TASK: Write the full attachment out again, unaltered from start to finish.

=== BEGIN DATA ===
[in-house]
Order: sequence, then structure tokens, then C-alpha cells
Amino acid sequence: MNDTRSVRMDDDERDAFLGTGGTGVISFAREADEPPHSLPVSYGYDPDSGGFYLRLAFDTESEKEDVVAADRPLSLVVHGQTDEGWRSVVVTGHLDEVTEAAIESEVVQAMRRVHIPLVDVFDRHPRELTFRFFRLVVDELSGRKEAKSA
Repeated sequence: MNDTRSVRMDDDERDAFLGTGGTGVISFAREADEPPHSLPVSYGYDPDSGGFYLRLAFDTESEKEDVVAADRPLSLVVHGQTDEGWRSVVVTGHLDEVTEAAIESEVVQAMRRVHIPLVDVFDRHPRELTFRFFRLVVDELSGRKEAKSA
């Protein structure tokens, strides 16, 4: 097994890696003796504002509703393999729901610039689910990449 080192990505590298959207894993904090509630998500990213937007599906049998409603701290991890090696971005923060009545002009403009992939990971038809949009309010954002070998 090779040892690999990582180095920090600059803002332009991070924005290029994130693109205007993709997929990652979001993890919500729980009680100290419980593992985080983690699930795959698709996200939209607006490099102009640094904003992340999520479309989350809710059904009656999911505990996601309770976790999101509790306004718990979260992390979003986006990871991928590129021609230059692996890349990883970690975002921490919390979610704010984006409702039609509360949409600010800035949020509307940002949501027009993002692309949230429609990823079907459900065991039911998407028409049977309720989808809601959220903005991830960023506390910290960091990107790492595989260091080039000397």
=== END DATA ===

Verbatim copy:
[in-house]
Order: sequence, then structure tokens, then C-alpha cells
Amino acid sequence: MNDTRSVRMDDDERDAFLGTGGTGVISFAREADEPPHSLPVSYGYDPDSGGFYLRLAFDTESEKEDVVAADRPLSLVVHGQTDEGWRSVVVTGHLDEVTEAAIESEVVQAMRRVHIPLVDVFDRHPRELTFRFFRLVVDELSGRKEAKSA
Repeated sequence: MNDTRSVRMDDDERDAFLGTGGTGVISFAREADEPPHSLPVSYGYDPDSGGFYLRLAFDTESEKEDVVAADRPLSLVVHGQTDEGWRSVVVTGHLDEVTEAAIESEVVQAMRRVHIPLVDVFDRHPRELTFRFFRLVVDELSGRKEAKSA
């Protein structure tokens, strides 16, 4: 097994890696003796504002509703393999729901610039689910990449 080192990505590298959207894993904090509630998500990213937007599906049998409603701290991890090696971005923060009545002009403009992939990971038809949009309010954002070998 090779040892690999990582180095920090600059803002332009991070924005290029994130693109205007993709997929990652979001993890919500729980009680100290419980593992985080983690699930795959698709996200939209607006490099102009640094904003992340999520479309989350809710059904009656999911505990996601309770976790999101509790306004718990979260992390979003986006990871991928590129021609230059692996890349990883970690975002921490919390979610704010984006409702039609509360949409600010800035949020509307940002949501027009993002692309949230429609990823079907459900065991039911998407028409049977309720989808809601959220903005991830960023506390910290960091990107790492595989260091080039000397």